Crossword clues for yes
- "That's what I'm talkin' about!"
- "All right!"
- Green light
- Happy cry
- "I do"
- "I'll do it!"
- "Thumbs up!"
- "Getting to ___" (best-selling business book)
- "You're calling because ...?"
- "You're right!"
- 100 smackers
- "Right you are!"
- Band with the 1983 hit "Owner of a Lonely Heart"
- It's "sim" in SГЈo Paulo
- Cry with a fist pump
- "Of course!"
- Encouraging word
- Word spoken 90 times in Molly Bloom's soliloquy
- Cry that may accompany fist-pumping
- See 11-Down
- "___ on Prop ..." (campaign sign)
- What "aye" means
- "I'm game"
- Sycophant's standard reply
- With 78-Across, "Righto!"
- Response from a rubber stamp
- Hawaiian tuna
- "What is it?"
- Word cried 15 times in a row by Meg Ryan in "When Harry Met Sally ..."
- "By all means!"
- "No doubt about it"
- Fist pumper's cry
- "Damn right!"
- "I did it!"
- An affirmative
- Verbal nod
- Sycophant's pet word
- Something she didn't say
- "___, my darling daughter"
- Agree with
- Reply to Virginia
- Word of assent
- Reply leading to marriage
- Truckler's word
- What Mollie Bloom said finally
- Start of a reply to Virginia
- Word of consent
- With 2 Down, common alternatives
- Affirmative reply
- "___ Georgio," Pavarotti film
- It is so
- Truckler's favorite word
- Type of man
- A referendum vote
- What "she didn't say"
- Sycophant's favorite word
- No antipode
- Word to a proposer
- Toady's word
- Affirmative vote
- Oui or ja
- What Ado Annie could say?
- Word next to a check box
- "_____, ma'am"
- "Owner of a Lonely Heart" band
- Permissive word
- No alternative
- ___ man (toady)
- Kind of man
- Word of encouragement
- Truckler's response
- Word to a "darling daughter"
- Part of a reply to Virginia
- Oui in Orléans
- Sí or oui
- Ja or da
- Affirmative answer
- Truckler's automatic response
- Welcome word
- Certain vote
- What she didn't say, in Kern's song
- Toady's reply
- Confirmation reply
- Proposal response, perhaps
- Truckler's reply
- "The People, ___": Sandburg
- "___, I Can"
- Pro vote
- Word with sirree
- "The People, ___"
- Nod's meaning
- ___ man (sycophant)
- End of a Sandburg title
- "___, Giorgio," 1982 film
- Molly Bloom's last word
- _____-man (flunky)
- Da or ja
- Sandburg's "The People, _____"
- Favorable vote
- Of course
- "Owner of a Lonely Heart" rock band
- "_____! We Have No Bananas"
- "You bet!"
- All right
- Sir or ma'am preceder
- Sandburg's "_____, the Dead Speak to Us"'
- Oui or si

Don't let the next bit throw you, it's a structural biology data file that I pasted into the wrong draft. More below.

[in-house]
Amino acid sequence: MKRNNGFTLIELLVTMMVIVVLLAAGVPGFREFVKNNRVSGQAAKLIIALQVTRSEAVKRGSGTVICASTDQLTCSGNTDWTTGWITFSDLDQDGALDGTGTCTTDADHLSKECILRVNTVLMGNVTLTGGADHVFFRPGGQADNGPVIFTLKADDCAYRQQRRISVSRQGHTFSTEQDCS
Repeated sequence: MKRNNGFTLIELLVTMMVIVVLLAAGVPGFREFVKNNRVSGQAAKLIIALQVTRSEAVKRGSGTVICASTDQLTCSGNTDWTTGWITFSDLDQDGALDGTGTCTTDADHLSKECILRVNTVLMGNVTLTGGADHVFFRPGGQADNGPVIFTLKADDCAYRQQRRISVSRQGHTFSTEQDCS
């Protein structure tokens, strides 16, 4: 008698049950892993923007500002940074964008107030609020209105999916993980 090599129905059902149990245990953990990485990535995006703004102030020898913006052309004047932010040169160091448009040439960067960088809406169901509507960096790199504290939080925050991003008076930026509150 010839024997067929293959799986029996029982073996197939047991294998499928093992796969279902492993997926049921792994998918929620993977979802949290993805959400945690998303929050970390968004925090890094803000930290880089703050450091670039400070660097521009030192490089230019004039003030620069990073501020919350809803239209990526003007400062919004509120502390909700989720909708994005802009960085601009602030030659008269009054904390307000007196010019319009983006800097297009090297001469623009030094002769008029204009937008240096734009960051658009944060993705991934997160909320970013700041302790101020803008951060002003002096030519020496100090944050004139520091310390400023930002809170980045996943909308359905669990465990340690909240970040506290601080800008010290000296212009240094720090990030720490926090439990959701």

- Proposal response
- Toady's response
- "It's O.K. with me"
- Sycophant's response
- "Aye, aye!"
- Thumbs up
- Ivan's da
- Molly Bloom's last word in "Ulysses"
- Final word of "Ulysses"
- Direct mail sticker
- Direct-mail response sticker
- Cry of victory
- Hoped-for response to 56-Across
- Agreeable word
- Up, as a vote
- "You betcha!"
- It's positive
- Exclamation of affirmation
- Hoped-for reply
- "Very well"
- "I'll second that"
- Flunky's response
- Nodded answer
- Survey choice
- "Let's do it!"
- "May I help you?"
- Direct-mail sticker
- "That's a go"
- When said three times, a 1938 Cole Porter tune
- Word of accord
- Victor's cry
- Word on a Ouija board
- What a nod may mean
- Referendum choice
- "Sounds good to me"
- Magic 8-Ball answer
- "Of course"
- Jubilant cry
- Cry made with a fist-pump
- With 1-Across, an agreeable guy
- Ouija board answer
- "Getting to ___" (best seller about negotiating)
- "I knew it!"
- Cry of success
- Triumphant shout
- Check-box option
- Sycophant's word
- "I do" preceder
- Ouija response
- Last word of "Ulysses"
- Word before "dear" or "sir"
- Thumbs-up response
- "I agree"
- "You rang?"
- "You called?"
- Nod's significance
- Triumphant cry
- "You got it!"
- "Right on!"
- "Without a doubt"
- Ouija option
- Sycophant's reply
- Happy shout
- Intercom response
- "Sure thing!"
- "Sounds good!"
- Hoped-for answer to "Will you be my Valentine?"
- Word repeated in a classic "When Harry Met Sally ..." scene
- "You wanted to see me?"
- "Signs point to ___" (Magic 8 Ball answer)
- Vote for
- Word of affirmation
Longman Dictionary of Contemporary English
The Collaborative International Dictionary
Yes \Yes\, adv. [OE. yis, [yogh]is, [yogh]es, [yogh]ise, AS. gese, gise; probably fr. ge['a] yea + sw[=a] so. [root]188. See Yea, and So.] Ay; yea; -- a word which expresses affirmation or consent; -- opposed to no.
Note: Yes is used, like yea, to enforce, by repetition or
addition, something which precedes; as, you have done
all this -- yes, you have done more. ``Yes, you despise
the man books confined.''
Note: ``The fine distinction between `yea' and `yes,' `nay'
and `no,' that once existed in English, has quite
disappeared. `Yea' and `nay' in Wyclif's time, and a
good deal later, were the answers to questions framed
in the affirmative. `Will he come?' To this it would
have been replied, `Yea' or `Nay', as the case might
be. But, `Will he not come?' To this the answer would
have been `Yes' or `No.' Sir Thomas More finds fault
with Tyndale, that in his translation of the Bible he
had not observed this distinction, which was evidently
therefore going out even then, that is, in the reign of
Henry VIII.; and shortly after it was quite
Douglas Harper's Etymology Dictionary
Old English gise, gese "so be it!," probably from gea, ge "so" (see yea) + si "be it!," third person imperative of beon "to be" (see be). Originally stronger than simple yea. Used in Shakespeare mainly as an answer to negative questions. As a noun from 1712. Yes-man is first recorded 1912, American English.